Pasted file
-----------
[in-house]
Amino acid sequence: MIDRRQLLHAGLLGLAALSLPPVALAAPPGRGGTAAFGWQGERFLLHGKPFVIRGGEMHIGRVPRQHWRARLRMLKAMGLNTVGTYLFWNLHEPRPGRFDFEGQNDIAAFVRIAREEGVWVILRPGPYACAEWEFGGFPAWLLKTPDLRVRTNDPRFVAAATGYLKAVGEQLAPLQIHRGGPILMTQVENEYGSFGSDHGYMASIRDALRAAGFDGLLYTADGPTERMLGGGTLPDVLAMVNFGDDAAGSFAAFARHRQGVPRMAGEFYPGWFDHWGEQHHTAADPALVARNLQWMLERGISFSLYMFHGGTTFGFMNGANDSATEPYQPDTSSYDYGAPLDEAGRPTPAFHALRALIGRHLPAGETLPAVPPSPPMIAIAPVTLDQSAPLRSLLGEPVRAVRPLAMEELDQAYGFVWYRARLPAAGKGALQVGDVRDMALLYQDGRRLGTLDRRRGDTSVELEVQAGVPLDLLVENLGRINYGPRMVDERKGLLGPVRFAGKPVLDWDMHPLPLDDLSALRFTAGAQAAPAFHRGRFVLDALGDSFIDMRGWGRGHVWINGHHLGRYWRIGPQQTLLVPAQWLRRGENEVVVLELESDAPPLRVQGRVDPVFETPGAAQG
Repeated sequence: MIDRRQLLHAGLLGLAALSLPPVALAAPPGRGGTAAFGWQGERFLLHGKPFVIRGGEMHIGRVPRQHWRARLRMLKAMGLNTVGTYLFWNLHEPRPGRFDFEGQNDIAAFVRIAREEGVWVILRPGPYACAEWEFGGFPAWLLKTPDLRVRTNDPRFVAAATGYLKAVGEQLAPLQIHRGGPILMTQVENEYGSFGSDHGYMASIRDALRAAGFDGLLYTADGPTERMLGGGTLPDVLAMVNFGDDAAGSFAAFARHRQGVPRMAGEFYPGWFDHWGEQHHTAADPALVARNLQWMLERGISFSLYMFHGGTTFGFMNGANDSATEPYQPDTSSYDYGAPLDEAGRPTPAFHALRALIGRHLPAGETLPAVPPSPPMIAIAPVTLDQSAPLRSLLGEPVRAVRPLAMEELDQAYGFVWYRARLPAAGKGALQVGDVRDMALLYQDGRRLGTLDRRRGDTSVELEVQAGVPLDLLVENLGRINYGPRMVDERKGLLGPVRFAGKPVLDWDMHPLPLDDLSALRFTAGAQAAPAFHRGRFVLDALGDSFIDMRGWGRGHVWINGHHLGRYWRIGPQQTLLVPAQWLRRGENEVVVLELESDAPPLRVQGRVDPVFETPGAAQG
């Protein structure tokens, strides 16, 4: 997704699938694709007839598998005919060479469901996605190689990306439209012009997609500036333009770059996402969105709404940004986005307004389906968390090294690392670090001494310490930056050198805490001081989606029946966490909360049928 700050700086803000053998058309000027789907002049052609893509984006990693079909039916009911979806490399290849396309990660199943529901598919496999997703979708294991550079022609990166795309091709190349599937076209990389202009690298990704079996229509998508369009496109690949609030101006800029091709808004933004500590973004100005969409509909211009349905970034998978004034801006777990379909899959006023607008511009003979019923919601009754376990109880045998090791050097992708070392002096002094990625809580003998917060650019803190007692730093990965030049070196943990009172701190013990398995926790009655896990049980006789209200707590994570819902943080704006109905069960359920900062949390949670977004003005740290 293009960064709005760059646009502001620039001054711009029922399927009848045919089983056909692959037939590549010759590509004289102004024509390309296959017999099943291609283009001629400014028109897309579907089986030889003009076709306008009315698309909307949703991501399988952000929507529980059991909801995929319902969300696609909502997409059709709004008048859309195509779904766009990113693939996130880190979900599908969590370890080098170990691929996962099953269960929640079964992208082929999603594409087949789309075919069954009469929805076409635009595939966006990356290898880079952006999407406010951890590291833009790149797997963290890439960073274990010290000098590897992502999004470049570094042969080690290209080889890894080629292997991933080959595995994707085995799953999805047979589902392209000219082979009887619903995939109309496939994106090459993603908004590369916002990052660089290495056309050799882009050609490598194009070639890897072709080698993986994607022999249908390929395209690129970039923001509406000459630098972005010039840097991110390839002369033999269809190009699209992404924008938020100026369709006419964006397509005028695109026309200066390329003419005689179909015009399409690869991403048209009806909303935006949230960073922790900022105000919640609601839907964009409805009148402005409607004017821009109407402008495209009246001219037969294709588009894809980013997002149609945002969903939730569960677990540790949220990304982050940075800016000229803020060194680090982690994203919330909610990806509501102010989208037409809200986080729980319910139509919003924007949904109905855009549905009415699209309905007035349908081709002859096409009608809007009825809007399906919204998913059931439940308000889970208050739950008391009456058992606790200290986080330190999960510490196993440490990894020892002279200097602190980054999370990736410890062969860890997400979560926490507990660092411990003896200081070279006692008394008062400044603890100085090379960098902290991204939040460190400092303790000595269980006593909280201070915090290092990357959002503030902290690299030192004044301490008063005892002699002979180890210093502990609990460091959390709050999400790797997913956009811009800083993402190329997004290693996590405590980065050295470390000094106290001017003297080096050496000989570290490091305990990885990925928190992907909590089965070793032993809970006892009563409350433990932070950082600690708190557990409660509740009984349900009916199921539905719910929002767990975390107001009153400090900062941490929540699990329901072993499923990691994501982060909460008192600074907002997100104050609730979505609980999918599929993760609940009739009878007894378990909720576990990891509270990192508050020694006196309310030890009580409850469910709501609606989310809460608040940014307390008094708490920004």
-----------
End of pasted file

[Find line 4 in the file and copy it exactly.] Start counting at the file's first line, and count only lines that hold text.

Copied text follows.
């Protein structure tokens, strides 16, 4: 997704699938694709007839598998005919060479469901996605190689990306439209012009997609500036333009770059996402969105709404940004986005307004389906968390090294690392670090001494310490930056050198805490001081989606029946966490909360049928 700050700086803000053998058309000027789907002049052609893509984006990693079909039916009911979806490399290849396309990660199943529901598919496999997703979708294991550079022609990166795309091709190349599937076209990389202009690298990704079996229509998508369009496109690949609030101006800029091709808004933004500590973004100005969409509909211009349905970034998978004034801006777990379909899959006023607008511009003979019923919601009754376990109880045998090791050097992708070392002096002094990625809580003998917060650019803190007692730093990965030049070196943990009172701190013990398995926790009655896990049980006789209200707590994570819902943080704006109905069960359920900062949390949670977004003005740290 293009960064709005760059646009502001620039001054711009029922399927009848045919089983056909692959037939590549010759590509004289102004024509390309296959017999099943291609283009001629400014028109897309579907089986030889003009076709306008009315698309909307949703991501399988952000929507529980059991909801995929319902969300696609909502997409059709709004008048859309195509779904766009990113693939996130880190979900599908969590370890080098170990691929996962099953269960929640079964992208082929999603594409087949789309075919069954009469929805076409635009595939966006990356290898880079952006999407406010951890590291833009790149797997963290890439960073274990010290000098590897992502999004470049570094042969080690290209080889890894080629292997991933080959595995994707085995799953999805047979589902392209000219082979009887619903995939109309496939994106090459993603908004590369916002990052660089290495056309050799882009050609490598194009070639890897072709080698993986994607022999249908390929395209690129970039923001509406000459630098972005010039840097991110390839002369033999269809190009699209992404924008938020100026369709006419964006397509005028695109026309200066390329003419005689179909015009399409690869991403048209009806909303935006949230960073922790900022105000919640609601839907964009409805009148402005409607004017821009109407402008495209009246001219037969294709588009894809980013997002149609945002969903939730569960677990540790949220990304982050940075800016000229803020060194680090982690994203919330909610990806509501102010989208037409809200986080729980319910139509919003924007949904109905855009549905009415699209309905007035349908081709002859096409009608809007009825809007399906919204998913059931439940308000889970208050739950008391009456058992606790200290986080330190999960510490196993440490990894020892002279200097602190980054999370990736410890062969860890997400979560926490507990660092411990003896200081070279006692008394008062400044603890100085090379960098902290991204939040460190400092303790000595269980006593909280201070915090290092990357959002503030902290690299030192004044301490008063005892002699002979180890210093502990609990460091959390709050999400790797997913956009811009800083993402190329997004290693996590405590980065050295470390000094106290001017003297080096050496000989570290490091305990990885990925928190992907909590089965070793032993809970006892009563409350433990932070950082600690708190557990409660509740009984349900009916199921539905719910929002767990975390107001009153400090900062941490929540699990329901072993499923990691994501982060909460008192600074907002997100104050609730979505609980999918599929993760609940009739009878007894378990909720576990990891509270990192508050020694006196309310030890009580409850469910709501609606989310809460608040940014307390008094708490920004």